We know that metal and non-metal atoms engage in a lovely dance of electron transfer leading up to an everlasting marriage as a pair of ions.
Yet before they were destined to meet a metal atom, non-metal atoms engage in covalent bonding.
Non metals lack just a few more electrons to obtain a full electron shell, therefore since their outer shell can accommodate up to 8, they naturally let their outer shell overlap with another non-metal to share electrons.
Covalent means Co (share) and valent (outer shell)
It refers to the sharing of electrons within the overlap of atoms’ outer shells.
One way to visualise this is to imagine at atom as a table with some chairs:
Chlorine atom needs one electron and Hydrogen also needs an electron so their shells or stools conveniently overlap like this!
Good to remember: Covalent bonds are formed by sharing electrons between the overlapping regions of 2 outer shells
Covalent bonds are very strong because it is right smack between the 2 nuclei of the bonding atoms.
It’s just like being stuck by double-sided tape!
The electron is attracted firmly to positively charged nuclei on both sides!
Must take note: Covalent bonds are very strong!
Are some covalent bonds stronger than others? You bet!
There is covalent bonding in Cl-Cl or H-H, but these are weaker than O=O,
because the lines indicate number of covalent bonds formed!
One covalent bond is formed by sharing a pair of electrons,
double covalent bonds are formed by sharing 2 pairs,
and triple bonds are sharing 3 pairs!
As you might expect, 3 double sided tapes provides more stickiness than 1, so nitrogen with its triple bonds makes it very hard for the double-bonded nitrogen to split compared to oxygen or hydrogen.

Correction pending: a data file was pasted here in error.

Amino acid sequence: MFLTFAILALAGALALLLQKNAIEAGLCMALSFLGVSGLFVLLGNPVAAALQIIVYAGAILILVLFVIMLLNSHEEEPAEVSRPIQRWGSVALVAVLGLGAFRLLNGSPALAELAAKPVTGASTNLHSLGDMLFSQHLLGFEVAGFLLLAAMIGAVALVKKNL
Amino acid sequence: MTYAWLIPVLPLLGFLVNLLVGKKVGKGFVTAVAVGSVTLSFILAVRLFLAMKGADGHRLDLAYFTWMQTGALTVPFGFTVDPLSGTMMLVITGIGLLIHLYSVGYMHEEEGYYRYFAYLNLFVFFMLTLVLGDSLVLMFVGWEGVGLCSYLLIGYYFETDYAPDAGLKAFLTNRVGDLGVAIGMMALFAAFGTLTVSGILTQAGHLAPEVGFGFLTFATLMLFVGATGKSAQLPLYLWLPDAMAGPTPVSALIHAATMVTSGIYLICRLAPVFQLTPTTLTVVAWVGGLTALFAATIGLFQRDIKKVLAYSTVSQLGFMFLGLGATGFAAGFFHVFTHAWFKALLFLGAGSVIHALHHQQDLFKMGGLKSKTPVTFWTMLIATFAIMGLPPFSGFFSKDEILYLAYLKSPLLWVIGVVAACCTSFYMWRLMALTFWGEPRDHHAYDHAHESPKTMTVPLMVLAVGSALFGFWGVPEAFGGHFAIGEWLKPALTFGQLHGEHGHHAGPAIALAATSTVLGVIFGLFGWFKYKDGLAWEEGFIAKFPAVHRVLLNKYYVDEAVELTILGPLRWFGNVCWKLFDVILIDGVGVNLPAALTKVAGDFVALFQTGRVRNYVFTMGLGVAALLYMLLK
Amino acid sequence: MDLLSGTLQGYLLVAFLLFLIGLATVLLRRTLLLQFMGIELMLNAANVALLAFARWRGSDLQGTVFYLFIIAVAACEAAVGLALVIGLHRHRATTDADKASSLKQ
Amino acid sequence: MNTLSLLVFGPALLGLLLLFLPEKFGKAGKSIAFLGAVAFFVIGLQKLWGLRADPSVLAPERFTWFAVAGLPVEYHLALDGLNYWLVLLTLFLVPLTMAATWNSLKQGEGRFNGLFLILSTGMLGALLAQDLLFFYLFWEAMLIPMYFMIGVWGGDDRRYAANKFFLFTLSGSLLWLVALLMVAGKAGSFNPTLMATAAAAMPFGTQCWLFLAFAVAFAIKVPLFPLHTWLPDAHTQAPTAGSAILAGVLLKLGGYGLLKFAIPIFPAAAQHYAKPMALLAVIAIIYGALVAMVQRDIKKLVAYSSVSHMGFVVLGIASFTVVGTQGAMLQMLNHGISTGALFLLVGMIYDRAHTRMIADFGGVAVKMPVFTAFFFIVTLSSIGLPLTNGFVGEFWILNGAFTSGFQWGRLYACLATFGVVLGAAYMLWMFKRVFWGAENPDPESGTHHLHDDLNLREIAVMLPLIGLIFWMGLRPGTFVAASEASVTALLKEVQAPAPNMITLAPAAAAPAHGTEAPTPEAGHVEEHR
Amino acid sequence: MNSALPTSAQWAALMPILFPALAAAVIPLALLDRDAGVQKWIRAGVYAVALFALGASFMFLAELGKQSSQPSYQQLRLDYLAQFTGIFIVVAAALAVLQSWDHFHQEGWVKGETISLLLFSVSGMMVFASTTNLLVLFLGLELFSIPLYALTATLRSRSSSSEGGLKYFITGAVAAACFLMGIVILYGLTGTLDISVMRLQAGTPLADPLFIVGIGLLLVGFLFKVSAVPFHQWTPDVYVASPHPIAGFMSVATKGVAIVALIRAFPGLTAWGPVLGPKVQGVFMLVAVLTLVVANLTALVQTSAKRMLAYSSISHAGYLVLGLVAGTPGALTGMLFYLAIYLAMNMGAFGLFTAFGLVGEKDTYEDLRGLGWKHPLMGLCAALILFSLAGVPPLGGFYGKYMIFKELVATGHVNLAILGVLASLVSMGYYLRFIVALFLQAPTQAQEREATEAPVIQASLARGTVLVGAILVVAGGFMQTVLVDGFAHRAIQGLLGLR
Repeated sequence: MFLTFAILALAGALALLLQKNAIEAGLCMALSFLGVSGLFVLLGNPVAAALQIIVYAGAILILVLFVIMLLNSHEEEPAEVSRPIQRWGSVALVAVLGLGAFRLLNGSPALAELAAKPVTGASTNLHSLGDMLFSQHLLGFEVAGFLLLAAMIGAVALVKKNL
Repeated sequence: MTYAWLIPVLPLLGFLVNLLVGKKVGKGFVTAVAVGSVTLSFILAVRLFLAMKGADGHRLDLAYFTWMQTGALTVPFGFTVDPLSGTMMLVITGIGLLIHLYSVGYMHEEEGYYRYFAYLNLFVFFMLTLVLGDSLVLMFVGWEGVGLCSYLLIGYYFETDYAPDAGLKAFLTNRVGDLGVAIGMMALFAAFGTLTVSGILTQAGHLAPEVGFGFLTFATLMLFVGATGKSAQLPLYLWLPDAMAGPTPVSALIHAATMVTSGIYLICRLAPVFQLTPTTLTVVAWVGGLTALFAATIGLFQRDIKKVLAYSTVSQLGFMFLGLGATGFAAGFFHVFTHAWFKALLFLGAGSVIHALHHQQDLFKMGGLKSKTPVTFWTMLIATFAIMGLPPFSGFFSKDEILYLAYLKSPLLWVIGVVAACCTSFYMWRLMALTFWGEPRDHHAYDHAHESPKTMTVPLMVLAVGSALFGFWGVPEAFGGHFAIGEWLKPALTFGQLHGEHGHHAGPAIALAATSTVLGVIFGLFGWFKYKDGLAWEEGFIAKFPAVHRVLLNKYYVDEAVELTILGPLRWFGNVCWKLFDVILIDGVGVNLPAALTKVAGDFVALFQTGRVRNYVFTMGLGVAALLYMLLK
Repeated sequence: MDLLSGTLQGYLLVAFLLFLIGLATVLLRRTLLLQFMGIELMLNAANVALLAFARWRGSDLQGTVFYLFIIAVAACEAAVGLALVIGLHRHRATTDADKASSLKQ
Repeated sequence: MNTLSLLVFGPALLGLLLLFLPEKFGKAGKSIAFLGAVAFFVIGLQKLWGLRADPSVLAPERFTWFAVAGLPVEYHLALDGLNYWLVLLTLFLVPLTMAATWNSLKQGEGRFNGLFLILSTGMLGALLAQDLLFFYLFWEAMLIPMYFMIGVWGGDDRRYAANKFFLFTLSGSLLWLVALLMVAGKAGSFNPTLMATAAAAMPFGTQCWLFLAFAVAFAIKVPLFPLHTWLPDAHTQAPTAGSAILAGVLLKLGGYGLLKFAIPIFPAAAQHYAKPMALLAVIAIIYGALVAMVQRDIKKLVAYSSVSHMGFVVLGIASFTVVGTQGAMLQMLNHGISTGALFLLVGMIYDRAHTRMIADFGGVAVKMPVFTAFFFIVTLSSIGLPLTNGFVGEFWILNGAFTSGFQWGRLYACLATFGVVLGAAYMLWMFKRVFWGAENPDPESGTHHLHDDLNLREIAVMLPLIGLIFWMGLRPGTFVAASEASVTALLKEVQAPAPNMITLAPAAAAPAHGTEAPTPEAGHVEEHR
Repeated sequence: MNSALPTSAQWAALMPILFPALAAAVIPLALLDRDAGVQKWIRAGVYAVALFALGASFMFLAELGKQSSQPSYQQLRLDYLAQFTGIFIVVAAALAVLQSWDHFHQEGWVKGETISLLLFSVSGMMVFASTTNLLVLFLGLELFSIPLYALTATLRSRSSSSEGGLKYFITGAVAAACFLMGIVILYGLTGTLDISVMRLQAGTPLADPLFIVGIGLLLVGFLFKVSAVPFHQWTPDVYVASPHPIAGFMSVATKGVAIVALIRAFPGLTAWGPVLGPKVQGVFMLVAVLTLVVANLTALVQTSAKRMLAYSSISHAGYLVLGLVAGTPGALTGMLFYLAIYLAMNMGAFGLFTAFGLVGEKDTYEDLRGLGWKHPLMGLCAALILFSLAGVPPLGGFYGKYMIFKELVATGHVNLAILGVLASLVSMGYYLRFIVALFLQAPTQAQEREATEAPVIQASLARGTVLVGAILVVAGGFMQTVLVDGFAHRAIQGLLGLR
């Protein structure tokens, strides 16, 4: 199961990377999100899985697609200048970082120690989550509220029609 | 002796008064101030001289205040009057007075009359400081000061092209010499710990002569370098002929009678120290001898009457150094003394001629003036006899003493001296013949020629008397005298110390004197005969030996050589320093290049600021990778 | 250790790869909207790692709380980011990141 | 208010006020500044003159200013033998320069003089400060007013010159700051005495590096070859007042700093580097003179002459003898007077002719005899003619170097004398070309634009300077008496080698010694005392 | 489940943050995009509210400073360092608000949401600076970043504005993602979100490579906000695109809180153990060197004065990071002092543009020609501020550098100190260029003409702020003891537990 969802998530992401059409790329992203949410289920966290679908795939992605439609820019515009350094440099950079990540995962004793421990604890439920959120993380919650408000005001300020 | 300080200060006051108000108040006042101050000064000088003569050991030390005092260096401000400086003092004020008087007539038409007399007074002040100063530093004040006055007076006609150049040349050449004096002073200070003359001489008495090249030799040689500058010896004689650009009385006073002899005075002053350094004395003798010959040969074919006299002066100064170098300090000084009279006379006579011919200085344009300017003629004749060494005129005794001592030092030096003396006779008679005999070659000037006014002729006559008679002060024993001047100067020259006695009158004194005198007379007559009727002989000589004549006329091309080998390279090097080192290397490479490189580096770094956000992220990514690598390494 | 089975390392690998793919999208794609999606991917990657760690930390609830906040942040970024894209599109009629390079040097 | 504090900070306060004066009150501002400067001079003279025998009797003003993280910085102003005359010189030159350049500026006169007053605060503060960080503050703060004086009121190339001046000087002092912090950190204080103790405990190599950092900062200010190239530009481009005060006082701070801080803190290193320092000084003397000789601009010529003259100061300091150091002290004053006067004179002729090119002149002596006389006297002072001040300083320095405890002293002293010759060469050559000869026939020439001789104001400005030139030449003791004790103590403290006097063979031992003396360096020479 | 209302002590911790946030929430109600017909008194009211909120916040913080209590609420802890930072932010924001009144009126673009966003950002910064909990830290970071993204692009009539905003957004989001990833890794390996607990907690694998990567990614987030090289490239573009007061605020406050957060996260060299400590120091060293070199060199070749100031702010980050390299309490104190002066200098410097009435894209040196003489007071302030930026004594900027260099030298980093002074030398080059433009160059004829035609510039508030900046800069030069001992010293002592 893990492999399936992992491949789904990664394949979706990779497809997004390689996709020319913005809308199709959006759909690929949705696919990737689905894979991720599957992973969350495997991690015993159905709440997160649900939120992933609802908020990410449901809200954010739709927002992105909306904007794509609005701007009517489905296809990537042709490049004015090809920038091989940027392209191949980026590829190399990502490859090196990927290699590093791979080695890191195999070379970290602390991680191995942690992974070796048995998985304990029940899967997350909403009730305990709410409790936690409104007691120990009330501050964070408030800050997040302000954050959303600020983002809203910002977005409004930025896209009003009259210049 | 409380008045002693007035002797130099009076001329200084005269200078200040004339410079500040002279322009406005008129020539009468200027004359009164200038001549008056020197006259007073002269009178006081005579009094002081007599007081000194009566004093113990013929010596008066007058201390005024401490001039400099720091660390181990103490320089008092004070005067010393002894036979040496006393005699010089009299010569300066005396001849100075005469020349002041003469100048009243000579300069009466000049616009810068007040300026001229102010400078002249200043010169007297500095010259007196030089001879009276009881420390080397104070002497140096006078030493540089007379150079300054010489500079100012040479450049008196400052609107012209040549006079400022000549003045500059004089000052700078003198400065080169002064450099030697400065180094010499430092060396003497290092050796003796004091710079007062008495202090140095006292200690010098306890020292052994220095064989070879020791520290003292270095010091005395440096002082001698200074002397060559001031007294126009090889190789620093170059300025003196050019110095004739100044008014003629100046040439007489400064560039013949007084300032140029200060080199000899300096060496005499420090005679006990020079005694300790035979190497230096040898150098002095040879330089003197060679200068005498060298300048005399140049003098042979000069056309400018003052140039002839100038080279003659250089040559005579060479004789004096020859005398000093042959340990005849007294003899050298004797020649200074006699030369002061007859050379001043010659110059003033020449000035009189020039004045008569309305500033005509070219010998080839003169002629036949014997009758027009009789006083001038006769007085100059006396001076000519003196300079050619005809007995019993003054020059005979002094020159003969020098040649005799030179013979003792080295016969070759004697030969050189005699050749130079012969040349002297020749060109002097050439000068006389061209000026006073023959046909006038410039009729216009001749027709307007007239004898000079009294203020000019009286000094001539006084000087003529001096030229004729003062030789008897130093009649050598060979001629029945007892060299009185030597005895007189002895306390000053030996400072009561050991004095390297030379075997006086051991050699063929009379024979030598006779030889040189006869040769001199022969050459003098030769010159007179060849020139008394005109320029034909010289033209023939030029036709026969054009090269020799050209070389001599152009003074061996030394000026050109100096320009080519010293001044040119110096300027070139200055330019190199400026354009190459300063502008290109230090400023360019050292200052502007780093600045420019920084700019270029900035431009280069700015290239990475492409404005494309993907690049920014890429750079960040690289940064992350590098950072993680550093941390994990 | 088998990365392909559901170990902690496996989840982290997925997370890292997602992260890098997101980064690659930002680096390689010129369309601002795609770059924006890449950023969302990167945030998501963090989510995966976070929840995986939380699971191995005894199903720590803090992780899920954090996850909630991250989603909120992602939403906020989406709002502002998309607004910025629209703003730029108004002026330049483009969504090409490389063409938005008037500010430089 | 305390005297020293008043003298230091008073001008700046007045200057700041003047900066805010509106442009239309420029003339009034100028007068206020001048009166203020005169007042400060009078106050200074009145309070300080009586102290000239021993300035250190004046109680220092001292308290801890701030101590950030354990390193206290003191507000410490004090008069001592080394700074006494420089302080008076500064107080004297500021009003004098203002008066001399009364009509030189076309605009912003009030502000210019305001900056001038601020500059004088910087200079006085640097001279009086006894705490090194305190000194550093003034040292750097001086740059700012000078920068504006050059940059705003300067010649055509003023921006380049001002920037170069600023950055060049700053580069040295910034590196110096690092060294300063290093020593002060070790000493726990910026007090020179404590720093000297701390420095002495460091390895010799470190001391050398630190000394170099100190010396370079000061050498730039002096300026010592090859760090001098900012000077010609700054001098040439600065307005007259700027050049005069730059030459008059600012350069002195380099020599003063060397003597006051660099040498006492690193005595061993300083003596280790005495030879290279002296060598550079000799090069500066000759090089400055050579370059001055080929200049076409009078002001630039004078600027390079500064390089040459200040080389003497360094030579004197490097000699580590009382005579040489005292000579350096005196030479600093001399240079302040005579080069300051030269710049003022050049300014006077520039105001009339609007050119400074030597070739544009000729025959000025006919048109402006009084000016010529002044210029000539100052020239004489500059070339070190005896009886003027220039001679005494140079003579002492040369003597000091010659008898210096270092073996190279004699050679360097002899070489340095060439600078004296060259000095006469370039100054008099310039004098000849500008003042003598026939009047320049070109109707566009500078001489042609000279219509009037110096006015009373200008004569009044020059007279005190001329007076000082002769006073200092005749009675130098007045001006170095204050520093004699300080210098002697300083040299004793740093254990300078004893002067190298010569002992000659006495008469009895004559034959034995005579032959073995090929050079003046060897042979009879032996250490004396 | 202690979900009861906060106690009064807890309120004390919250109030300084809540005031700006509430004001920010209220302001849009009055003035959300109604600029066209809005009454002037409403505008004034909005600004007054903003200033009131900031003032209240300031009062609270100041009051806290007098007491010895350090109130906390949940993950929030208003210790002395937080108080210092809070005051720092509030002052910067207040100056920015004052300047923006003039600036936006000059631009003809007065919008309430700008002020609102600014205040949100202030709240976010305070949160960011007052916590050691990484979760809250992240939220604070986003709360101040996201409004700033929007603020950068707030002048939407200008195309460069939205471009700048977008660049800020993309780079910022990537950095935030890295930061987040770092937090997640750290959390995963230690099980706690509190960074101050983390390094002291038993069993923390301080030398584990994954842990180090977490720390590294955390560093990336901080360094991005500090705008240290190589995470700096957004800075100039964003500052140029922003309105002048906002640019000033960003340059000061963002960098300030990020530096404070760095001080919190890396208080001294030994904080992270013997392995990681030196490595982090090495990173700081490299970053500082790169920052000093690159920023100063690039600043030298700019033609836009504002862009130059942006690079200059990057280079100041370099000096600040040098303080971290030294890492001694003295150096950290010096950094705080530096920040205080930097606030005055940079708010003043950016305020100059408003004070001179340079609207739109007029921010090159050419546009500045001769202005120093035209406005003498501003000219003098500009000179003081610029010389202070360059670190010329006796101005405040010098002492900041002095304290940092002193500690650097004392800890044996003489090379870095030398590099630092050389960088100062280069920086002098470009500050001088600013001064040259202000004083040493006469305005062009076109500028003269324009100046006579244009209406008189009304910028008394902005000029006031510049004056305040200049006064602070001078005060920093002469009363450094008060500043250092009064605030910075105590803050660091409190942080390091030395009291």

Examples of covalent bonding
Any 2 atoms sharing a covalent bond is known as a MOLECULE!
Notice that some elements form different numbers of covalent bonds?
We can divide covalent bonding atoms into 2 types!
|Central atom||side atom|
|Carbon (4 bonds), nitrogen (3 bonds)||Hydrogen (1 bond), oxygen (2 bonds)|
Carbon fits the role of the central atom because it has space for 4 covalent bonds!
Side atoms on the other hand usually take one seat (or two) and that’s about it.
In terms of molecules formed,
central atom + other side atoms = simple molecular structure
central atoms + other central atoms = Giant covalent structure
“Giant” is appropriate here due to the extensiveness of covalent bonds in Giant covalent structures such as Diamond!
This is Carbon (Group IV) atoms
This are Phosphorus (group V) atoms
learn more about COMPLEX IONS!